Is Africa’s success story over?

The most impressive person I met in Botswana barely said a word. She was an older woman, small in stature. We were sitting next to each other at a table during lunch at a conference about Botswana’s economic model. In a quiet voice, she told me that she was a former government minister. We talked briefly about the conference, neither of us saying anything particularly memorable. Then we were both drawn away by other conversations. I learned later that Gaositwe Chiepe was the first woman to serve as a government minister in Botswana, the large but sparsely populated country just … Continue reading

EU: the neoliberal union

David Cameron has signalled that the long-awaited referendum on the UK’s membership of the European Union could be held early as the summer of 2016. This is big news for Britain, its Europhiles and its Eurosceptics. Not only does it demonstrate that the Conservative Party is still looking to settle old scores. The Tory government is looking to play both cards at once. Cameron does not really want a ‘Brexit’ – the portmanteau for a British exit from the EU. But he does want to increase the distance between Westminster and Brussels. Once again, the government is looking abroad to … Continue reading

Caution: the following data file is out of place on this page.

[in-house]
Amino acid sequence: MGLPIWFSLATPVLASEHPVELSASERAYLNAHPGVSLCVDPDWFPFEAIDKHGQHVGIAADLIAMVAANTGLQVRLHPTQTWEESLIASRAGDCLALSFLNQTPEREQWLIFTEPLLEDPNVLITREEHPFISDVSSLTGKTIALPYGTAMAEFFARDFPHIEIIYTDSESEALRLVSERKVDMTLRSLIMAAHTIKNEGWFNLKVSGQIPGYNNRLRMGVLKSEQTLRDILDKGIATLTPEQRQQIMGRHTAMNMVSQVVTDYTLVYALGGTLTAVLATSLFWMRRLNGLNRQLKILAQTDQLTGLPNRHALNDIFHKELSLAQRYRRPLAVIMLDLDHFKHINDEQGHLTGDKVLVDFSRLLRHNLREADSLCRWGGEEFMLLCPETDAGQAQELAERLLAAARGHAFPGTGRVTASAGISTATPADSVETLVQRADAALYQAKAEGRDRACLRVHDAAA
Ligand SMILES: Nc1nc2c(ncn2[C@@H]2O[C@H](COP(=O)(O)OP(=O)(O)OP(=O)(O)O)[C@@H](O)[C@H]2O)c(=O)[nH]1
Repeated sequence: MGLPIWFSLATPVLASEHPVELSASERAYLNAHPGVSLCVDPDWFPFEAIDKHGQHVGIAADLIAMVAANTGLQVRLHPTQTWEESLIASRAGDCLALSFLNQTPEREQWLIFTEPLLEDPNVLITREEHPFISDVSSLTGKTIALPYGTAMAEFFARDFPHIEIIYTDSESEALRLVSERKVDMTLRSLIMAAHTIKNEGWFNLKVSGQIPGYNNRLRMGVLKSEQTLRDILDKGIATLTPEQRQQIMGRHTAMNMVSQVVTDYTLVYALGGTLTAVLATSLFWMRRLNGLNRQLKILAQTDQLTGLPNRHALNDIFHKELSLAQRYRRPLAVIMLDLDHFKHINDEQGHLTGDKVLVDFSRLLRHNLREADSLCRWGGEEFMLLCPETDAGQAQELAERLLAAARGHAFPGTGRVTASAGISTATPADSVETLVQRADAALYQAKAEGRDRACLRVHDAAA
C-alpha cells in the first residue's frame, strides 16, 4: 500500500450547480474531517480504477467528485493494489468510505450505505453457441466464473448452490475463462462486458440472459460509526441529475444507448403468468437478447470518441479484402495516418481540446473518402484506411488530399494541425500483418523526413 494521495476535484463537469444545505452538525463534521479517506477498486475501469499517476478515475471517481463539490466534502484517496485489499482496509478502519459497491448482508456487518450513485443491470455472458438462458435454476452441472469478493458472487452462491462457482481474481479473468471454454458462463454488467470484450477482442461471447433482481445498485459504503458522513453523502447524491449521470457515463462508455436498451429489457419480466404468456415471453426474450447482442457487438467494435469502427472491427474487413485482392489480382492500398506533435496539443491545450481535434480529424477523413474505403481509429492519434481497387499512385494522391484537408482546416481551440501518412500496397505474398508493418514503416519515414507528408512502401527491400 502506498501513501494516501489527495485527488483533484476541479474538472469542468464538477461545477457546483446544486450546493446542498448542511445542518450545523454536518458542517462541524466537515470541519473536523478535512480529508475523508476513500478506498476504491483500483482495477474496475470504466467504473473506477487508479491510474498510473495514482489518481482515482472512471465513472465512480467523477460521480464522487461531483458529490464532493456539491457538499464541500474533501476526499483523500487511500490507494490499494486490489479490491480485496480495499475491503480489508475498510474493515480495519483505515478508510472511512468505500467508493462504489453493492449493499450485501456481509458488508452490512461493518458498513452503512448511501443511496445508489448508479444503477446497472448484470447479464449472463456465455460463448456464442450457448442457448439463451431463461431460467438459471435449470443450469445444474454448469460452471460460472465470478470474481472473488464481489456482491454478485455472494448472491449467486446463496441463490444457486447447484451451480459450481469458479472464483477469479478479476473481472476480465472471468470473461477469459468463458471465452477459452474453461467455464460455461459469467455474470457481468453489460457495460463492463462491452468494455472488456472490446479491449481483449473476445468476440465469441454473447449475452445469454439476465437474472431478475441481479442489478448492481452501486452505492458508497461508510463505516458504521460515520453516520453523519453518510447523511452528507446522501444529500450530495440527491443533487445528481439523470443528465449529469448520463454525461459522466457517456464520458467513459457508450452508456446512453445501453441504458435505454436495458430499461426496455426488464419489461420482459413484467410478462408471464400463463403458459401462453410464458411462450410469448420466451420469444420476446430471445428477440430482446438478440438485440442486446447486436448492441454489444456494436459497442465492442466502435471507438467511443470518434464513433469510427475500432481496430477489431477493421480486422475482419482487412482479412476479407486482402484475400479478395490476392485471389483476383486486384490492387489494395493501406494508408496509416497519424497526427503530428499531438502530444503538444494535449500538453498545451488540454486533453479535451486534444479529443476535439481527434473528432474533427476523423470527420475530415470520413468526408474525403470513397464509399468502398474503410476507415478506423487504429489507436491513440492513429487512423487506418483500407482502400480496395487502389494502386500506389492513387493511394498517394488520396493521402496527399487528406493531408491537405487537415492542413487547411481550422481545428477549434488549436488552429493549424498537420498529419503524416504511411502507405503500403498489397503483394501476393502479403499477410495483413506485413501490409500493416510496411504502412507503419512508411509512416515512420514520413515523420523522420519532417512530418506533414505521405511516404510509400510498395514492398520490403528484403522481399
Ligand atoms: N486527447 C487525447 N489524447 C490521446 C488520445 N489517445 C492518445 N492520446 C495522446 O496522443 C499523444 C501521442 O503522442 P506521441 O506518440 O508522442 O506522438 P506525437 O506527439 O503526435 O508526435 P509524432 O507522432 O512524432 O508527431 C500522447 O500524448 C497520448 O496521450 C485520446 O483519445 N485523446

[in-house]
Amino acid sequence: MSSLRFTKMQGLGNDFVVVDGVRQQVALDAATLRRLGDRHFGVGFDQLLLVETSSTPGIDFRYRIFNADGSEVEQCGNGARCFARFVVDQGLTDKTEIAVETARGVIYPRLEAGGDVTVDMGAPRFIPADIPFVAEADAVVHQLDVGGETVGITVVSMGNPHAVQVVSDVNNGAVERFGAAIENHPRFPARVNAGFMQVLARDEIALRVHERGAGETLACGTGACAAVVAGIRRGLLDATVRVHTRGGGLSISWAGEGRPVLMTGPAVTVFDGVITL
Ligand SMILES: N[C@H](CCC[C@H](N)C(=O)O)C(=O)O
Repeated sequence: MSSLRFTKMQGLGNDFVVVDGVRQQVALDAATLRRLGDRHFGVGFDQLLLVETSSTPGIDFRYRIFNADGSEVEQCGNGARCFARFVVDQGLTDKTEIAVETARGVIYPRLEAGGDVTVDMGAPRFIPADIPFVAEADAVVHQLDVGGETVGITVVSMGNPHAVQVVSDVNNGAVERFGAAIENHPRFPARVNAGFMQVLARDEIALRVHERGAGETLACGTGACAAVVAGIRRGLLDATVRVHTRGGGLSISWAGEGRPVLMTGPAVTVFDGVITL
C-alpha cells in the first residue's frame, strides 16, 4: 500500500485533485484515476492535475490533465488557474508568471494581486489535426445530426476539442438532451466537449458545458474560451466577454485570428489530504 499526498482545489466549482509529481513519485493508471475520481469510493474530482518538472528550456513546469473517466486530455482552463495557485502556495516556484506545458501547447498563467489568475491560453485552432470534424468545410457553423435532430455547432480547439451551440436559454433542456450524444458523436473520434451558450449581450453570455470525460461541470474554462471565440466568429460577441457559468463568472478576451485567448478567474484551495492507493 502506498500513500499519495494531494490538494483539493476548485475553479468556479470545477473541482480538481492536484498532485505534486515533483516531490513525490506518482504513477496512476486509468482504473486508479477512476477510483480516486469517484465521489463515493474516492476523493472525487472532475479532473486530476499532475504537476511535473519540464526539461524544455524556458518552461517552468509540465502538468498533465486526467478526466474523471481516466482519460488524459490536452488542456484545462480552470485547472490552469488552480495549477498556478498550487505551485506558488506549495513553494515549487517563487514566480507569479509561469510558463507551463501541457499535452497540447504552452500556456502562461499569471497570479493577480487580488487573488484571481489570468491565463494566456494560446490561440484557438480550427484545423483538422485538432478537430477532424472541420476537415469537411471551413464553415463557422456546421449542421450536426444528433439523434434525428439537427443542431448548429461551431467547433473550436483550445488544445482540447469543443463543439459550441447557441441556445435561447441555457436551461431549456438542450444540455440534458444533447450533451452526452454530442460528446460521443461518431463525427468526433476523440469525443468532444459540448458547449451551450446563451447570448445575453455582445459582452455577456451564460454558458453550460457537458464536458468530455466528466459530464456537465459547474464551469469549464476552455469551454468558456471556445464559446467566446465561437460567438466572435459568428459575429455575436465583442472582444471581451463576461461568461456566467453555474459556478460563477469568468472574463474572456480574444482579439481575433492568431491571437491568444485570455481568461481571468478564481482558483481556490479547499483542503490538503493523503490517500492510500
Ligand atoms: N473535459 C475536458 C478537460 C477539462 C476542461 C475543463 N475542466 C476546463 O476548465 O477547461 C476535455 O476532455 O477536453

American Europe

On a visit to Washington DC in 2012 Barack Obama and David Cameron spoke as one. The ‘special relationship’ (a term only used in the UK) was on show. Still, the terms were glowing. President Obama portrayed a “rock-solid alliance” as constant in an ever-changing world. Prime Minister Cameron went further to describe the relationship as “the United States of Liberty and Enterprise”. It was obvious the two men shared more than just speech notes. In many ways, David Cameron is the most American of British Prime Ministers. He’s a cultural liberal and fiscal conservative, to take the US phraseology. … Continue reading